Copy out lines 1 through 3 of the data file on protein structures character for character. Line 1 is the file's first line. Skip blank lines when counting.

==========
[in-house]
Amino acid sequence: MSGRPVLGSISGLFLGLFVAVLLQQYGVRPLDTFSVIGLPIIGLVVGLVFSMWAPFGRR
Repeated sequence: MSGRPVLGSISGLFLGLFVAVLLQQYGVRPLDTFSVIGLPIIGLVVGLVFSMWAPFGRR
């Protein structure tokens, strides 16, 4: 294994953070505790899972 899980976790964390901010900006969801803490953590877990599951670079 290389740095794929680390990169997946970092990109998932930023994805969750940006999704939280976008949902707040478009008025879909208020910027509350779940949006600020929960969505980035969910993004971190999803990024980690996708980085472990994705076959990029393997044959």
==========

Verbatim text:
[in-house]
Amino acid sequence: MSGRPVLGSISGLFLGLFVAVLLQQYGVRPLDTFSVIGLPIIGLVVGLVFSMWAPFGRR
Repeated sequence: MSGRPVLGSISGLFLGLFVAVLLQQYGVRPLDTFSVIGLPIIGLVVGLVFSMWAPFGRR